The oversized bow.  It is totally nuts.  But it takes this dress from Backwoods Farmgirl to Hoxton Hipster in one easy move.  (Be gentle with me, dear readers!)


The Provenance
I can point to the person who made this.  Here she is!  Not only do I know that Vanessa made this dress for me, but I know that she priced it in a way which acknowledged her own work and she chose to make a donation out of her profit to Love146.org (to fight and prevent human trafficking in the U.S.).
What can I learn from this?

Well, apart from the fact that I am in the wrong job...!

It's not just about the look of my clothing, it is increasingly about the ethics of my purchasing choices.  It matters to me what materials my clothes are made of and the conditions in which they were stitched.  This is my main objection to the High Street right now.  I feel uncomfortable that I may be supporting a sweatshop  of exploited children.  (Those 3 long-sleeved t-shirts?  Poor ethical choice, Roo!) I don't like wearing artificial fibres.  I would prefer my cotton to be organically grown, dyed in a way that did not poison rivers, and my wool not to have come from mutilated sheep.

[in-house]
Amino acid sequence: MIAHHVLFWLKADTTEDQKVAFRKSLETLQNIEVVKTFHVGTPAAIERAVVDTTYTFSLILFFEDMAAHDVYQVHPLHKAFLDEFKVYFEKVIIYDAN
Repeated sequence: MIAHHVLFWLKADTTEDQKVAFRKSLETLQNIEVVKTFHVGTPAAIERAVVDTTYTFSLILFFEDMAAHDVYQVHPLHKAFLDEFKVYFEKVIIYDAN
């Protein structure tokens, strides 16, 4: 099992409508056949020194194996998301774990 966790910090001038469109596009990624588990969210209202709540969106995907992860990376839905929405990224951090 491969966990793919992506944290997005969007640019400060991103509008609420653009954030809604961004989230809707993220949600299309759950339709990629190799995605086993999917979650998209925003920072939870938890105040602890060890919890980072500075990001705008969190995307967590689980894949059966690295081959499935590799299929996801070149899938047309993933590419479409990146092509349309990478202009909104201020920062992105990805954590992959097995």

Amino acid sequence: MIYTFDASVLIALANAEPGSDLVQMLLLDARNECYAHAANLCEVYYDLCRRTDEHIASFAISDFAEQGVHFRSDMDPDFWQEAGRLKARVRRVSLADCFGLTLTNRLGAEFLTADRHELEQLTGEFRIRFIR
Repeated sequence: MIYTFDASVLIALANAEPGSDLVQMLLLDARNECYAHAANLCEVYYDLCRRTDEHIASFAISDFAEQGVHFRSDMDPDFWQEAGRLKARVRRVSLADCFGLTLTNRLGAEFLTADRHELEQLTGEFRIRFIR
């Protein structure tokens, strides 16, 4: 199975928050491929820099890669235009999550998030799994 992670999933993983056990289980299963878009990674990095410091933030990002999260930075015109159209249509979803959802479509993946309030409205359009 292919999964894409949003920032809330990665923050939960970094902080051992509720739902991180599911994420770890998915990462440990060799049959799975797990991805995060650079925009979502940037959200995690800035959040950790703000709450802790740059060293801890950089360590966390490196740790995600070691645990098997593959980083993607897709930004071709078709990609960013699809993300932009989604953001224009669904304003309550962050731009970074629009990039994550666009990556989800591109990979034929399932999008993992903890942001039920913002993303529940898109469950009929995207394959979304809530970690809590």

And that all adds up to a scary set of selection criteria for Roo-approved clothing!

I am still struggling to find a good source of ethical fabrics. The look does still matter, as long as I have a 9 to 5 job (that'll be for the next 20 years then...) so for now I am opting for "natural" as my baseline.  I will not be weaving my homegrown nettles just yet .

Which takes me back to the style question...

I like:
Wide-legged trousers
Short skirts
Simple tunics
Vintage blouses (especially back-buttoned)
Striking details (collars, pin-tucks, buttons, lace, bows - just not all at once!)
High waist-lines
Colour-coordination
Neat-fitting knitwear
A touch of fun
That all sounds do-able!
And... you know what?  I am giving up the High Street.  Right now.

The Roobeedoo Manifesto:
I hereby undertake to make all my own clothing
or purchase it from ethically-minded independent designers.
For now.  For always.

19 comments:

Urban Rustic said...

I am very much with you on this one.I have not been tempted to shop in a high street store for a long while and don't intend too for sometime to come either.Trying to find ethical supplies is difficult and it all depends how far you want to go I suppose.I think that the best way I myself can approach being ethical is to take small but positive steps towards an ethical goal and that way I won't get swamped with feelings of guilt by not being completely ethical straight away.Is this a cop out?

I love the dress with its bow!I just love oversized bows!I made a couple of blouses for my daughter from a Japanese book and would love to wear them but think they look too young for me know.

Kestrel said...